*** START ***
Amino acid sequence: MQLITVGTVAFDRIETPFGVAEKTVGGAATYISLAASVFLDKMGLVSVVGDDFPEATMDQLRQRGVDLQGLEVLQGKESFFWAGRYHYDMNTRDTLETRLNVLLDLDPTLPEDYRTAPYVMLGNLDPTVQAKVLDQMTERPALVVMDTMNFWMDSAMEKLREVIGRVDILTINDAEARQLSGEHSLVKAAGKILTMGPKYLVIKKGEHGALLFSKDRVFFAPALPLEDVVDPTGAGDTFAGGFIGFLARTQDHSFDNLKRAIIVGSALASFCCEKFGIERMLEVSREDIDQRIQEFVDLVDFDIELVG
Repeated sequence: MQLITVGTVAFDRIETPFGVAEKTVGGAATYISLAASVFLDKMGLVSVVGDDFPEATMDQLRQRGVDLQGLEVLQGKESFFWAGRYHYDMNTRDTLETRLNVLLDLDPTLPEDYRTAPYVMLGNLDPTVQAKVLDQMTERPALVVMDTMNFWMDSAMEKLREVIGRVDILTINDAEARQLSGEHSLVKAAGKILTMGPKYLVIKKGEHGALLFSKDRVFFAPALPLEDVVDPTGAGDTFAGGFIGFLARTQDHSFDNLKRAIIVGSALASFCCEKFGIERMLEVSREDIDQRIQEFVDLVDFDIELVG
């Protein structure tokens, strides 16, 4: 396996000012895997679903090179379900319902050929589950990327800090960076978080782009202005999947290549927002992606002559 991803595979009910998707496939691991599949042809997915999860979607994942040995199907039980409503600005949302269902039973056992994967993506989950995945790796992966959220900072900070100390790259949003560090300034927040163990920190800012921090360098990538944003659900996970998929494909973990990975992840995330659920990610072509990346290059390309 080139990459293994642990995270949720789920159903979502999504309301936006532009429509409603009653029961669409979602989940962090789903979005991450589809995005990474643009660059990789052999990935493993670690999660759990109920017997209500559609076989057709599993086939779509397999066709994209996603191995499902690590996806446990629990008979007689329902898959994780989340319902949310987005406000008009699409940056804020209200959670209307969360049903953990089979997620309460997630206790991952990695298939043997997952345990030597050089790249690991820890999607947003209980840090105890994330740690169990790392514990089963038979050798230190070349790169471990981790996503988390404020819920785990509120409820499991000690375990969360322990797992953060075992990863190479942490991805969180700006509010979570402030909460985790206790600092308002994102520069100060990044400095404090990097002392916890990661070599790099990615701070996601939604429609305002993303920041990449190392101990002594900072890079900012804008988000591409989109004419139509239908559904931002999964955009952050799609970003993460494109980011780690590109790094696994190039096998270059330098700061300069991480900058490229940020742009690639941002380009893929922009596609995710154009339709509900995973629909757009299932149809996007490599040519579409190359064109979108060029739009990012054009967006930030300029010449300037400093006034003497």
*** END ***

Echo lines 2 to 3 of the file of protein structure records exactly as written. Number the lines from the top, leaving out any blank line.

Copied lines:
Repeated sequence: MQLITVGTVAFDRIETPFGVAEKTVGGAATYISLAASVFLDKMGLVSVVGDDFPEATMDQLRQRGVDLQGLEVLQGKESFFWAGRYHYDMNTRDTLETRLNVLLDLDPTLPEDYRTAPYVMLGNLDPTVQAKVLDQMTERPALVVMDTMNFWMDSAMEKLREVIGRVDILTINDAEARQLSGEHSLVKAAGKILTMGPKYLVIKKGEHGALLFSKDRVFFAPALPLEDVVDPTGAGDTFAGGFIGFLARTQDHSFDNLKRAIIVGSALASFCCEKFGIERMLEVSREDIDQRIQEFVDLVDFDIELVG
């Protein structure tokens, strides 16, 4: 396996000012895997679903090179379900319902050929589950990327800090960076978080782009202005999947290549927002992606002559 991803595979009910998707496939691991599949042809997915999860979607994942040995199907039980409503600005949302269902039973056992994967993506989950995945790796992966959220900072900070100390790259949003560090300034927040163990920190800012921090360098990538944003659900996970998929494909973990990975992840995330659920990610072509990346290059390309 080139990459293994642990995270949720789920159903979502999504309301936006532009429509409603009653029961669409979602989940962090789903979005991450589809995005990474643009660059990789052999990935493993670690999660759990109920017997209500559609076989057709599993086939779509397999066709994209996603191995499902690590996806446990629990008979007689329902898959994780989340319902949310987005406000008009699409940056804020209200959670209307969360049903953990089979997620309460997630206790991952990695298939043997997952345990030597050089790249690991820890999607947003209980840090105890994330740690169990790392514990089963038979050798230190070349790169471990981790996503988390404020819920785990509120409820499991000690375990969360322990797992953060075992990863190479942490991805969180700006509010979570402030909460985790206790600092308002994102520069100060990044400095404090990097002392916890990661070599790099990615701070996601939604429609305002993303920041990449190392101990002594900072890079900012804008988000591409989109004419139509239908559904931002999964955009952050799609970003993460494109980011780690590109790094696994190039096998270059330098700061300069991480900058490229940020742009690639941002380009893929922009596609995710154009339709509900995973629909757009299932149809996007490599040519579409190359064109979108060029739009990012054009967006930030300029010449300037400093006034003497």